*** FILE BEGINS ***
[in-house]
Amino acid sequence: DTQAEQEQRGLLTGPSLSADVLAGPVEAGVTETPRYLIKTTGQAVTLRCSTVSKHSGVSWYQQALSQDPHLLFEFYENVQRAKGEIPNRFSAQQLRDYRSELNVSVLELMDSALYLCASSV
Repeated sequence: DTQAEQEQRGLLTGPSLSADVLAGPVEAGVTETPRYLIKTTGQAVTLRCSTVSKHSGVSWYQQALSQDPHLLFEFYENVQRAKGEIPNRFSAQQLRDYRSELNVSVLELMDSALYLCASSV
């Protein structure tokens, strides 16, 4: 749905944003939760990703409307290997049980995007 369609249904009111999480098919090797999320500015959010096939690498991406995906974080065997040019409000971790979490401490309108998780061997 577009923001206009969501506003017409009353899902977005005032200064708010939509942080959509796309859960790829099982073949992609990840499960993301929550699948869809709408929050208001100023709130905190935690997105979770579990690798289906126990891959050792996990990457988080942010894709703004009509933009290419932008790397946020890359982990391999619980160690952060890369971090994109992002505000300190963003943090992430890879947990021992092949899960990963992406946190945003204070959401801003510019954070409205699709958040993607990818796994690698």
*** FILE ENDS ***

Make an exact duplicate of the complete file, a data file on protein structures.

[in-house]
Amino acid sequence: DTQAEQEQRGLLTGPSLSADVLAGPVEAGVTETPRYLIKTTGQAVTLRCSTVSKHSGVSWYQQALSQDPHLLFEFYENVQRAKGEIPNRFSAQQLRDYRSELNVSVLELMDSALYLCASSV
Repeated sequence: DTQAEQEQRGLLTGPSLSADVLAGPVEAGVTETPRYLIKTTGQAVTLRCSTVSKHSGVSWYQQALSQDPHLLFEFYENVQRAKGEIPNRFSAQQLRDYRSELNVSVLELMDSALYLCASSV
């Protein structure tokens, strides 16, 4: 749905944003939760990703409307290997049980995007 369609249904009111999480098919090797999320500015959010096939690498991406995906974080065997040019409000971790979490401490309108998780061997 577009923001206009969501506003017409009353899902977005005032200064708010939509942080959509796309859960790829099982073949992609990840499960993301929550699948869809709408929050208001100023709130905190935690997105979770579990690798289906126990891959050792996990990457988080942010894709703004009509933009290419932008790397946020890359982990391999619980160690952060890369971090994109992002505000300190963003943090992430890879947990021992092949899960990963992406946190945003204070959401801003510019954070409205699709958040993607990818796994690698």